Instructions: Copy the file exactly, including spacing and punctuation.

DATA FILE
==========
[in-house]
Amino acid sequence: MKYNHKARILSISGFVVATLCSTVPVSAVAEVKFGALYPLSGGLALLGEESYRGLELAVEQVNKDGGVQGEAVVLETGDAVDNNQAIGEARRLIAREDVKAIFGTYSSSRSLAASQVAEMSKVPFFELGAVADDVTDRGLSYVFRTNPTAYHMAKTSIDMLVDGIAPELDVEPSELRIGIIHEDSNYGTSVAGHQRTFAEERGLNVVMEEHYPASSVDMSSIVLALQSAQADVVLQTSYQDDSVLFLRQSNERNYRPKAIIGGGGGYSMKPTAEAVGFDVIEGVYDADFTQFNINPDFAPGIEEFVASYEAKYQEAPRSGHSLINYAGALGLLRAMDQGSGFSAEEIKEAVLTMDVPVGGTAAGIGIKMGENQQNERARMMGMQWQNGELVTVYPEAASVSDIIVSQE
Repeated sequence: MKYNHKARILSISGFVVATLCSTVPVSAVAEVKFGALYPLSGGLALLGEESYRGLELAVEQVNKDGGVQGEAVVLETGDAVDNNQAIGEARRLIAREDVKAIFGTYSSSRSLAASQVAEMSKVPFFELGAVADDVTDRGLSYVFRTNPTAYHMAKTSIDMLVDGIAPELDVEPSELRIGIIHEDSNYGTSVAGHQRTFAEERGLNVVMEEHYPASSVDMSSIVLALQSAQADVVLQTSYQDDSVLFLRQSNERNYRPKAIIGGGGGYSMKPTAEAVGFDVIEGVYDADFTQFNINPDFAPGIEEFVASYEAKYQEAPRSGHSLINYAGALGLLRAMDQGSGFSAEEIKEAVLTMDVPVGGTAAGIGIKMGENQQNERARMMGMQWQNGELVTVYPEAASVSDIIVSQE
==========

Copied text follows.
[in-house]
Amino acid sequence: MKYNHKARILSISGFVVATLCSTVPVSAVAEVKFGALYPLSGGLALLGEESYRGLELAVEQVNKDGGVQGEAVVLETGDAVDNNQAIGEARRLIAREDVKAIFGTYSSSRSLAASQVAEMSKVPFFELGAVADDVTDRGLSYVFRTNPTAYHMAKTSIDMLVDGIAPELDVEPSELRIGIIHEDSNYGTSVAGHQRTFAEERGLNVVMEEHYPASSVDMSSIVLALQSAQADVVLQTSYQDDSVLFLRQSNERNYRPKAIIGGGGGYSMKPTAEAVGFDVIEGVYDADFTQFNINPDFAPGIEEFVASYEAKYQEAPRSGHSLINYAGALGLLRAMDQGSGFSAEEIKEAVLTMDVPVGGTAAGIGIKMGENQQNERARMMGMQWQNGELVTVYPEAASVSDIIVSQE
Repeated sequence: MKYNHKARILSISGFVVATLCSTVPVSAVAEVKFGALYPLSGGLALLGEESYRGLELAVEQVNKDGGVQGEAVVLETGDAVDNNQAIGEARRLIAREDVKAIFGTYSSSRSLAASQVAEMSKVPFFELGAVADDVTDRGLSYVFRTNPTAYHMAKTSIDMLVDGIAPELDVEPSELRIGIIHEDSNYGTSVAGHQRTFAEERGLNVVMEEHYPASSVDMSSIVLALQSAQADVVLQTSYQDDSVLFLRQSNERNYRPKAIIGGGGGYSMKPTAEAVGFDVIEGVYDADFTQFNINPDFAPGIEEFVASYEAKYQEAPRSGHSLINYAGALGLLRAMDQGSGFSAEEIKEAVLTMDVPVGGTAAGIGIKMGENQQNERARMMGMQWQNGELVTVYPEAASVSDIIVSQE